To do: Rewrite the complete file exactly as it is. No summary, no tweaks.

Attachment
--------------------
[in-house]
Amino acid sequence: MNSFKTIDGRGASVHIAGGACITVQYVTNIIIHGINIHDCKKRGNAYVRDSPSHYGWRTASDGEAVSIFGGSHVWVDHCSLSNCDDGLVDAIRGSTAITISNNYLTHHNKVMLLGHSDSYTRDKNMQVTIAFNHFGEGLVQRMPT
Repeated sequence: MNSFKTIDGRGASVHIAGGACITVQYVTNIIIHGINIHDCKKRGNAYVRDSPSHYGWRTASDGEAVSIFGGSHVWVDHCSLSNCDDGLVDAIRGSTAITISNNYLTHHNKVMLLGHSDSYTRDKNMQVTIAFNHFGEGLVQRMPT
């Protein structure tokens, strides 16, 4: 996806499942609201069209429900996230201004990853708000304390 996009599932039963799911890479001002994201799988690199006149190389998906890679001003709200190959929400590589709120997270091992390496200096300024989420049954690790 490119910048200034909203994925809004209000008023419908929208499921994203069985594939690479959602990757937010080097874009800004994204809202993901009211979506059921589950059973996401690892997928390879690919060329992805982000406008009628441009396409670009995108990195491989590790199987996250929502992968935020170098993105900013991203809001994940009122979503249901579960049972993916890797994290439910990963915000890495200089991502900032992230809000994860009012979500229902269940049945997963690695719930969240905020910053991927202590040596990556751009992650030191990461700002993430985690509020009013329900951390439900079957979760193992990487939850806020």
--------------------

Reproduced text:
[in-house]
Amino acid sequence: MNSFKTIDGRGASVHIAGGACITVQYVTNIIIHGINIHDCKKRGNAYVRDSPSHYGWRTASDGEAVSIFGGSHVWVDHCSLSNCDDGLVDAIRGSTAITISNNYLTHHNKVMLLGHSDSYTRDKNMQVTIAFNHFGEGLVQRMPT
Repeated sequence: MNSFKTIDGRGASVHIAGGACITVQYVTNIIIHGINIHDCKKRGNAYVRDSPSHYGWRTASDGEAVSIFGGSHVWVDHCSLSNCDDGLVDAIRGSTAITISNNYLTHHNKVMLLGHSDSYTRDKNMQVTIAFNHFGEGLVQRMPT
């Protein structure tokens, strides 16, 4: 996806499942609201069209429900996230201004990853708000304390 996009599932039963799911890479001002994201799988690199006149190389998906890679001003709200190959929400590589709120997270091992390496200096300024989420049954690790 490119910048200034909203994925809004209000008023419908929208499921994203069985594939690479959602990757937010080097874009800004994204809202993901009211979506059921589950059973996401690892997928390879690919060329992805982000406008009628441009396409670009995108990195491989590790199987996250929502992968935020170098993105900013991203809001994940009122979503249901579960049972993916890797994290439910990963915000890495200089991502900032992230809000994860009012979500229902269940049945997963690695719930969240905020910053991927202590040596990556751009992650030191990461700002993430985690509020009013329900951390439900079957979760193992990487939850806020």